The industry has been buzzing for months now about the hotly-anticipated Apple TV set. But according to the experts at Stuff, when it does finally hit the market, it may start as a US-only release. Apple surely doesn’t want to leave its international fans in the lurch, but with the massive work involved in content rights, it could simply be a necessary step before a wider release.
“The mythical Apple television set that everyone talks about is already here,” said Jeremy Allaire, CEO of Brightcove, in an interview with The Verge. Brightcove, a provider of cloud content services, has just unveiled the App Cloud Dual-Screen Solution for Apple TV. The new solution enables media publishers to develop apps for the iPhone and iPad that simultaneously control content, data and information presented on an HDTV while displaying synchronized content on the iPad or iPhone.
It would appear as though Apple’s HDTV is set to be constructed by Foxconn, using Sharp components. Sharp, the electronics giant, has been in a process of being greatly invested in by Foxconn over the past year or two and it would seem that these steps are in preparation for the new Apple set top television. According to the folks over at AppleInsider:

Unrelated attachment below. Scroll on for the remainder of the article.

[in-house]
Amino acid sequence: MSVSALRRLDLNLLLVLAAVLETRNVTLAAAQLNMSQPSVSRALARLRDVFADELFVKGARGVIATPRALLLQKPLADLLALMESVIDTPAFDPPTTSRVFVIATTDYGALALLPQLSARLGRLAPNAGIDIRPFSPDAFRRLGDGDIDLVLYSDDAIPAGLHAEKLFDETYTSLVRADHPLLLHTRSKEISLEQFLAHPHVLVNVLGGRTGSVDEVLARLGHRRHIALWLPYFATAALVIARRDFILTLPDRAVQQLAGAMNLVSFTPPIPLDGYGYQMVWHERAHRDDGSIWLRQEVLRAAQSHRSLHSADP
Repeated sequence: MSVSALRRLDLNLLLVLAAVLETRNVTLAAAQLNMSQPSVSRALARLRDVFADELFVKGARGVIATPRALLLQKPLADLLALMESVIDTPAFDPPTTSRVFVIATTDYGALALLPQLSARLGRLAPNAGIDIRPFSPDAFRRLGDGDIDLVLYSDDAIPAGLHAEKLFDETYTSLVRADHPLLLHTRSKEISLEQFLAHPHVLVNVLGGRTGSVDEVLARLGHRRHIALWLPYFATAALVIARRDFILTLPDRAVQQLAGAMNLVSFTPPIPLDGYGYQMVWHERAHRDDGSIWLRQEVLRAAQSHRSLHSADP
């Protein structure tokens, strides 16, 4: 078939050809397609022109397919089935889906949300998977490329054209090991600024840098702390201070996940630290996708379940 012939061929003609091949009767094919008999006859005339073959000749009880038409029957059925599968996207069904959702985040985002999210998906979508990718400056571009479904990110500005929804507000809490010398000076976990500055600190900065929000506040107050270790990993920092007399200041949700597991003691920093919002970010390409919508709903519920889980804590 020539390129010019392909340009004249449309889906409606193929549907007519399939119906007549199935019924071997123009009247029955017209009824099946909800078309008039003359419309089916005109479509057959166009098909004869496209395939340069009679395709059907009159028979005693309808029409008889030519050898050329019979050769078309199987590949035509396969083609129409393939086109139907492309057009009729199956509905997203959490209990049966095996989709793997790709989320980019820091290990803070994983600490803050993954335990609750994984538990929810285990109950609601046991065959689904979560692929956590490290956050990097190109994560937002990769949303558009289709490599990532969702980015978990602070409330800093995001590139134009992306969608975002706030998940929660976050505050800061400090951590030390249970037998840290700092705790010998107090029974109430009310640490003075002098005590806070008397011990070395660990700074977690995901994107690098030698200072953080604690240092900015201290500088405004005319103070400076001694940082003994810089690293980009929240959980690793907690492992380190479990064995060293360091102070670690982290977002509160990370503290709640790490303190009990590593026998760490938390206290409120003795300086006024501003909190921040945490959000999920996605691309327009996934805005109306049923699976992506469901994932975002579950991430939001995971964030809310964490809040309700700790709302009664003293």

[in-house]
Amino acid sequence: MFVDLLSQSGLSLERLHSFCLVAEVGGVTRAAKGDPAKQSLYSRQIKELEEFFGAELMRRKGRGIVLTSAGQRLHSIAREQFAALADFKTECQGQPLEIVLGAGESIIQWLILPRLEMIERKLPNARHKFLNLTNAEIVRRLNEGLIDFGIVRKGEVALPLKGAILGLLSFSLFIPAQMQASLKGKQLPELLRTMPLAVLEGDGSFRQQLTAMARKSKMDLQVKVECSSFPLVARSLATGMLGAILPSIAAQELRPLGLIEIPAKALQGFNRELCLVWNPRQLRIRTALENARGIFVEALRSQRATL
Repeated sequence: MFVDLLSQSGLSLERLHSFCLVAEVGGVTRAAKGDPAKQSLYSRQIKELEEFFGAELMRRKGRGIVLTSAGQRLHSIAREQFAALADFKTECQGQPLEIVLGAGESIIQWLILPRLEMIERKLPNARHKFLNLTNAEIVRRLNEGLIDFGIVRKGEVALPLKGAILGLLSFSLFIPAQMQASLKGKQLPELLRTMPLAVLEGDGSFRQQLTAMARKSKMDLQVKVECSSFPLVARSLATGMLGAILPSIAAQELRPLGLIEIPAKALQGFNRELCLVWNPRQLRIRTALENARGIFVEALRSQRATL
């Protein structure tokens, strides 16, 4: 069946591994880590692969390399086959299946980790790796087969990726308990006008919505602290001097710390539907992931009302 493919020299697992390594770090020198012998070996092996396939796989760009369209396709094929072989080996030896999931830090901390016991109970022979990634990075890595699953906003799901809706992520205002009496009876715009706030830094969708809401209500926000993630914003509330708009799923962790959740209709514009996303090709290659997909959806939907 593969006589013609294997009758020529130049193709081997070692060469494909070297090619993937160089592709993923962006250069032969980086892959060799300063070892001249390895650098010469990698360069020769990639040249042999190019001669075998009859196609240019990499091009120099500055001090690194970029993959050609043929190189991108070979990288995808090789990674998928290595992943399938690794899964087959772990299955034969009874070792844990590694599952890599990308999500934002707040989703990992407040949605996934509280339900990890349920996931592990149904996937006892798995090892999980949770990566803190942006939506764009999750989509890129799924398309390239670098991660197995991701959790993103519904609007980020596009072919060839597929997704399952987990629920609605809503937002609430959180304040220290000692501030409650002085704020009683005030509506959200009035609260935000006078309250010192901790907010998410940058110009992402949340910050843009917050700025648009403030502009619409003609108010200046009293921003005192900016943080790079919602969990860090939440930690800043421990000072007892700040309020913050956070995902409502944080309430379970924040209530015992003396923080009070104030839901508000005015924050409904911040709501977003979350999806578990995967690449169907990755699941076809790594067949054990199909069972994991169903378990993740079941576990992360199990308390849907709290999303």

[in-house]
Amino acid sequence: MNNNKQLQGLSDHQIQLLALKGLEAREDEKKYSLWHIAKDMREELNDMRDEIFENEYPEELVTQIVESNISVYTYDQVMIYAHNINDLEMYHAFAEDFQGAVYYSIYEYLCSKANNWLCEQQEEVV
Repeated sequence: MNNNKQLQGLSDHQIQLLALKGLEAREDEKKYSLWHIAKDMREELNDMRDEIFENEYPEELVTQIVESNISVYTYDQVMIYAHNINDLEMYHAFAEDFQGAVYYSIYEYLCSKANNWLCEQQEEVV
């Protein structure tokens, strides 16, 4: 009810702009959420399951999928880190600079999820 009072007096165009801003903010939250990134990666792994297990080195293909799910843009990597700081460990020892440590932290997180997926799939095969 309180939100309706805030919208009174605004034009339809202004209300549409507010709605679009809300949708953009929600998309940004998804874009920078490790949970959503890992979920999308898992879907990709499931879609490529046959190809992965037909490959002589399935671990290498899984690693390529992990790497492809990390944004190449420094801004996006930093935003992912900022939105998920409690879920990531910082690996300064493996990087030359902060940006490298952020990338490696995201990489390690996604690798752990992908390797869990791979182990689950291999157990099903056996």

Apple TV in 3D? Well, for now that is a no but soon we will be able to remote control our Apple TV’s in the 3rd dimension. Apple has recently won 22 patents, as reported by Patently Apple, which covers everything from Electromagnetic Induction (battery extension for iOS devices) to a new 3D Apple TV remote technology that potentially includes a “wand”, a touch interface, as well as a gyroscope sensor. Patently Apple describes what this patent could mean to our living rooms:
We all know that Apple’s HDTV is set to revolutionize the TV industry, but what about the content industry? Would the idea of an Apple TV set with Siri, FaceTime, and Airplay, an iSight Camera, along with the look and feel of an Apple product not be enough for you to want to buy one? I would say yes, as would a few others, I assume. I found myself arguing with a friend about the idea that Apple could not release anything until it got its content partnerships worked out. I, personally, could not disagree more. I would think Apple would be prone to releasing a fantastic television set that revolutionizes the TV hardware/software industry and not even worry about the content right away.